Below you can read Exeter City Council Leader Peter Edwards’ report on the City economy and the Council’s decision to introduce a living wage.
Leader’s Priorities report to Resources Scrutiny
Councillor Peter Edwards
19 June 2013
As members may be aware, the issue of Exeter’s low wage economy was recently raised and discussed at Economy Scrutiny and at last night’s Executive.
It was here that we agreed to set up a Forum to look at low pay within our City.
The impact of a low wages on the economy is well understood and the recent changes to the benefits regime can only make matters worse. Low wages and benefit changes together have the potential to push citizens of Exeter into real poverty.
I believe that this Council should set an example on this issue. Therefore I will be instructing officers to implement the Living Wage for employees on Exeter City Council.
You may ask how we can afford this in the current times of austerity.
Over the last 2 years we have saved £1 million in reducing the senior management posts. I believe that we should use £100,000 of this to help raise 56 Exeter City Council employees out of poverty and away from dependence on in work benefits.
We are the Labour Party and we believe that work should pay. We brought in the Minimum Wage and we are now building on that legacy with the Living Wage.
By setting an example to other employers I hope that we can influence wage levels, take individuals out of poverty and reduce the impact of the benefit changes on the citizens of Exeter.
Further to this the Forum, which has been set up by this Council, will start a dialogue with local businesses about how we can work together to spread the message across our City.
I now turn to the economy of the City. We continue to buck the trend nationally and have remained in growth despite the recession and the austerity measures of this Tory and Lib Dem Government.
Whilst our other sources of revenue, such as car parking income and property income, are relatively substantial in Exeter, they are very much dependent upon the health of the local economy and we must therefore do all we can to continue to support new investment in the City.
As of yesterday we now know that IKEA are determined to come to this City which will bring 300 more jobs and 200 more homes to Exeter.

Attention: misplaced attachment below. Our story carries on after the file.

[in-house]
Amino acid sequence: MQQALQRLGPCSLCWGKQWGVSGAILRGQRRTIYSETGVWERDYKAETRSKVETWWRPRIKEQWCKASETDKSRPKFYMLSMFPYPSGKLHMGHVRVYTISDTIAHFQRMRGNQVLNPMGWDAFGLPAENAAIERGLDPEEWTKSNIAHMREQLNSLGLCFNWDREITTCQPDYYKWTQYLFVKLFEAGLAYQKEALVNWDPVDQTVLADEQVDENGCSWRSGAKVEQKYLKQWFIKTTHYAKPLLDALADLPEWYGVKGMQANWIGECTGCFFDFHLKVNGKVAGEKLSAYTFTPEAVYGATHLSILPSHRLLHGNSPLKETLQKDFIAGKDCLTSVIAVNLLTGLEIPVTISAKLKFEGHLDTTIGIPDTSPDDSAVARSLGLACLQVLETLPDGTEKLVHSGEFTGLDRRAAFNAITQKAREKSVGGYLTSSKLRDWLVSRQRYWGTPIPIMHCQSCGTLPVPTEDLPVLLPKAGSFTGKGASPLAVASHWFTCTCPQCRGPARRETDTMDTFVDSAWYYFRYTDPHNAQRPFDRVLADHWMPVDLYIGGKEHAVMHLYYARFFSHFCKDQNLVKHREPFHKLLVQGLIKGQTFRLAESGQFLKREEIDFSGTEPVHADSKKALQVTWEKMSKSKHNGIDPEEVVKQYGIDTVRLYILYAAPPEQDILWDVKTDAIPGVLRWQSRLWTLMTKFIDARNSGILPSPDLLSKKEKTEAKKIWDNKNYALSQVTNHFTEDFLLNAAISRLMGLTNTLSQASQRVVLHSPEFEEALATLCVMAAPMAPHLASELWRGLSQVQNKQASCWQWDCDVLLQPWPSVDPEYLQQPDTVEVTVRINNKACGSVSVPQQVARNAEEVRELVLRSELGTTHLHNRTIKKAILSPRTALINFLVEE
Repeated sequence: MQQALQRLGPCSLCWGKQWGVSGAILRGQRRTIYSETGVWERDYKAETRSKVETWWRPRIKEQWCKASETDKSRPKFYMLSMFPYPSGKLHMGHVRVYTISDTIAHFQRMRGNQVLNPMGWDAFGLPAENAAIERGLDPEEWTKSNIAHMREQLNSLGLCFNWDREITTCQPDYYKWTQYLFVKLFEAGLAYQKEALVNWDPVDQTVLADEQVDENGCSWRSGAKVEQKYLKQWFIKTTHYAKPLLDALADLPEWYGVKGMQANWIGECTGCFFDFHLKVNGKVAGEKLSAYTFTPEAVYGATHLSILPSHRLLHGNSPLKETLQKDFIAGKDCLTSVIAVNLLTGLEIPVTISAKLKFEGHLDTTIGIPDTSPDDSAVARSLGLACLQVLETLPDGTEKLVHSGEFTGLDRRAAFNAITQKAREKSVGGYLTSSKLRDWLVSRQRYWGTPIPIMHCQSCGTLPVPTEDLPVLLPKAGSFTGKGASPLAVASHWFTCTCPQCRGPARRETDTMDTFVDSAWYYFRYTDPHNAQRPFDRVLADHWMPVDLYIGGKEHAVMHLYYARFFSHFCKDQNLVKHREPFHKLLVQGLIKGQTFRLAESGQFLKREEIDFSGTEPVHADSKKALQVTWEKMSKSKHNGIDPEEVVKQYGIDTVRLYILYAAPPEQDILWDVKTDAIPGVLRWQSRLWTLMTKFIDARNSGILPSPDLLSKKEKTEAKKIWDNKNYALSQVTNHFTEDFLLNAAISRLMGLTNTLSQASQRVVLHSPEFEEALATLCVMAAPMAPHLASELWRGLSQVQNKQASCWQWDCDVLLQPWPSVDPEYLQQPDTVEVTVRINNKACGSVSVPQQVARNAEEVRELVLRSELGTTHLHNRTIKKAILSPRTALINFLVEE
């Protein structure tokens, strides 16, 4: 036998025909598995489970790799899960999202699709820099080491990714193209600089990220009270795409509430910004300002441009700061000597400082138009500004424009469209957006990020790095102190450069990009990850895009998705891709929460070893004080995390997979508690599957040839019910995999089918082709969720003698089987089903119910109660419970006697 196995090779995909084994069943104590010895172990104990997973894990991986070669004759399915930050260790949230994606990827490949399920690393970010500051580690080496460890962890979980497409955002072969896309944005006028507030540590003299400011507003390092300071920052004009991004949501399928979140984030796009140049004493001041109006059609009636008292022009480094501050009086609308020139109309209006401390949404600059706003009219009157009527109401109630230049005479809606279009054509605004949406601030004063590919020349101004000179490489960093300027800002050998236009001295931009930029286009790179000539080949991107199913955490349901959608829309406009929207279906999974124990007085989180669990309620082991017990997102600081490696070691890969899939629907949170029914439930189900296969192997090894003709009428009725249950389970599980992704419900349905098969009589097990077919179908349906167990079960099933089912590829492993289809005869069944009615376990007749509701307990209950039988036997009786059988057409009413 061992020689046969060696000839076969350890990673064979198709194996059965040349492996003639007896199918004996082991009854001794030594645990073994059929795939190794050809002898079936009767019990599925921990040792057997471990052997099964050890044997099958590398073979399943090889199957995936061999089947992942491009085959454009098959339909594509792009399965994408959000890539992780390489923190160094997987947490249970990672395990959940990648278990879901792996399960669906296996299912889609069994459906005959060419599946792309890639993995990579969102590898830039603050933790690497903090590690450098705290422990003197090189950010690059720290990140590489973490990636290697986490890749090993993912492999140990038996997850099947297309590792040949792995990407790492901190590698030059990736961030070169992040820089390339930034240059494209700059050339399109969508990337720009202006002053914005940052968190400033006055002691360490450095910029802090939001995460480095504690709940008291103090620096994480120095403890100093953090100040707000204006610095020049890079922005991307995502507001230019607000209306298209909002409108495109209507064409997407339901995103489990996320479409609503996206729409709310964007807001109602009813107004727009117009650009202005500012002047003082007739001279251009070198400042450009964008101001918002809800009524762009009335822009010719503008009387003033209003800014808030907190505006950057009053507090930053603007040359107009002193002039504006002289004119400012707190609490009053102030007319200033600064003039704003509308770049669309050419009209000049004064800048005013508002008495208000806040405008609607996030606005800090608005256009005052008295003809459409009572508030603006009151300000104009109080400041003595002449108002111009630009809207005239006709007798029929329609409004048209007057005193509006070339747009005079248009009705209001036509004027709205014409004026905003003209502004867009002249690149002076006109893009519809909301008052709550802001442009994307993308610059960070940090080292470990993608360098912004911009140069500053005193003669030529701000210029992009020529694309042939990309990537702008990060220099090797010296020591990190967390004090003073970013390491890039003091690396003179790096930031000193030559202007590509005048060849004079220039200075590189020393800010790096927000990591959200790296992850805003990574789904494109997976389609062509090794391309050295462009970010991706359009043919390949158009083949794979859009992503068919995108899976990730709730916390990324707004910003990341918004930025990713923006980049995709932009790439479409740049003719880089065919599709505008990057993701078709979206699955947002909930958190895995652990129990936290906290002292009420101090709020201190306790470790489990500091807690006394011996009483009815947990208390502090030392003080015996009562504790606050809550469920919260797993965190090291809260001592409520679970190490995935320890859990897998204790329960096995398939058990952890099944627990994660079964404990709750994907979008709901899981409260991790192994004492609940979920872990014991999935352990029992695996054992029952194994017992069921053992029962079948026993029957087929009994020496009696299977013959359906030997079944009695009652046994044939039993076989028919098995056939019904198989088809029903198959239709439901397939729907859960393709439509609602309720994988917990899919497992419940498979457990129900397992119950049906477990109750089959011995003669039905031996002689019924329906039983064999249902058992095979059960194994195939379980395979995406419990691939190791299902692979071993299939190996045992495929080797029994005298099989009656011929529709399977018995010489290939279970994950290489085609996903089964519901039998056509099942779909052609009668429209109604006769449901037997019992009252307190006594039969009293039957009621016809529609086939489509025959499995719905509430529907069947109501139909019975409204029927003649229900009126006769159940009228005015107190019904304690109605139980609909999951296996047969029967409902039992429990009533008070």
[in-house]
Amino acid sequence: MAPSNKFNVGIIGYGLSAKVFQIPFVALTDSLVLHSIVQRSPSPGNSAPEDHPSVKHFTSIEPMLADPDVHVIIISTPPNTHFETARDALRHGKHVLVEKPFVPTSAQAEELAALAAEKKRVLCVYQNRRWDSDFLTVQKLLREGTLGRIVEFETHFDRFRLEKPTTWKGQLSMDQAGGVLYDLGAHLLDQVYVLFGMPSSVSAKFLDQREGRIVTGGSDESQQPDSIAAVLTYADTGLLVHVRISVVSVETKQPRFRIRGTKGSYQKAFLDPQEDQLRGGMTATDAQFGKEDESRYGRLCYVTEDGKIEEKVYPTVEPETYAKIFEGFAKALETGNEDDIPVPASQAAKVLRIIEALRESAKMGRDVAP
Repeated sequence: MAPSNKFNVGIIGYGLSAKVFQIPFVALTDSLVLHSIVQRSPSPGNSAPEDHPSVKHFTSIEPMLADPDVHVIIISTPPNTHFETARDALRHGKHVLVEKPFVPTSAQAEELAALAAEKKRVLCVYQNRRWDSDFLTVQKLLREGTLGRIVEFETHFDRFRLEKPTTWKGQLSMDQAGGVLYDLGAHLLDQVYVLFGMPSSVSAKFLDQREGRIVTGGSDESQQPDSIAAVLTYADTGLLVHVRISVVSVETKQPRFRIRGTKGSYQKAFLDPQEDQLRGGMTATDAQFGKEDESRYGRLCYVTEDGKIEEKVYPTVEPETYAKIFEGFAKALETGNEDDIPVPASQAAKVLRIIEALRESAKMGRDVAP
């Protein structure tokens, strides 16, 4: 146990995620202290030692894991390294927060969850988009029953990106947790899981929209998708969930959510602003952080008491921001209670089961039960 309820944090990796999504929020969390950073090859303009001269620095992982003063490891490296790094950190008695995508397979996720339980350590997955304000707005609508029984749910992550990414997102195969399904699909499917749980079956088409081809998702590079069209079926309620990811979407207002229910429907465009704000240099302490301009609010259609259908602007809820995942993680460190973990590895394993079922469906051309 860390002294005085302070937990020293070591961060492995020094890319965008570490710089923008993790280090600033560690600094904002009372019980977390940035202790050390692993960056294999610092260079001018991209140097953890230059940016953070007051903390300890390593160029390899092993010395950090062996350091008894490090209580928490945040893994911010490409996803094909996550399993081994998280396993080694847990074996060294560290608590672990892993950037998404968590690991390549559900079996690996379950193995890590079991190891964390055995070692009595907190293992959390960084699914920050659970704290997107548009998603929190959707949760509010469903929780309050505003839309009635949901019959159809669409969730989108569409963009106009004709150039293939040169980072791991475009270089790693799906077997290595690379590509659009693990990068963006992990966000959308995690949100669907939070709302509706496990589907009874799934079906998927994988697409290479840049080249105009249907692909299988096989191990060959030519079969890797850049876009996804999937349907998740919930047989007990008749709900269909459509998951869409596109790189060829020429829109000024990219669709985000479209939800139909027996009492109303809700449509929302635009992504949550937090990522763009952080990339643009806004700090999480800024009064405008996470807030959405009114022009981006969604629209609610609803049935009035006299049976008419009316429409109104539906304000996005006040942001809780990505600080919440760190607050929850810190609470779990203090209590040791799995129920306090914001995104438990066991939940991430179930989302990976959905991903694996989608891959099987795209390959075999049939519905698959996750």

I have set the new Senior Management team three clear priorities:
• To deliver growth in the city
• To ensure that financial discipline continues to be at the heart of service delivery
• To ensure that business transformation becomes the everyday role of managers in the Council
Thanks to this Tory and Lib Dem Government, like many other Councils we have lost a third of our funding roughly meaning £2 million falling out of our budget this year. We are also expecting we will need to make further savings of £2.7 million by 2016/17.
Members will note however that in the revenue outturn reports being presented to this Scrutiny Resources Committee that the Council has performed extremely well.
We have thankfully already found these required savings for this year and we are confident that with our strategy for the future we can deliver the savings required of us.
The new funding arrangements brought in this year including the localisation of business rates present a real opportunity for us.
Under the new system this Council will be able to retain a share of any growth in Business Rates revenue in Exeter, as opposed to the old system where all Business Rates revenues went straight to the Government.
I am already optimistic that business rates income this year should exceed the target given to us by the Government meaning extra revenue for us to keep.
I believe our Living Wage strategy will be a path finder to challenge low pay in the South West.
Our new management team will use systems thinking to transform this council into one of the best councils of its type in the country.
This is the second year of the corporate plan driven by our manifesto. With the new management structure I am confident that Labour will continue to deliver on our promises for our City.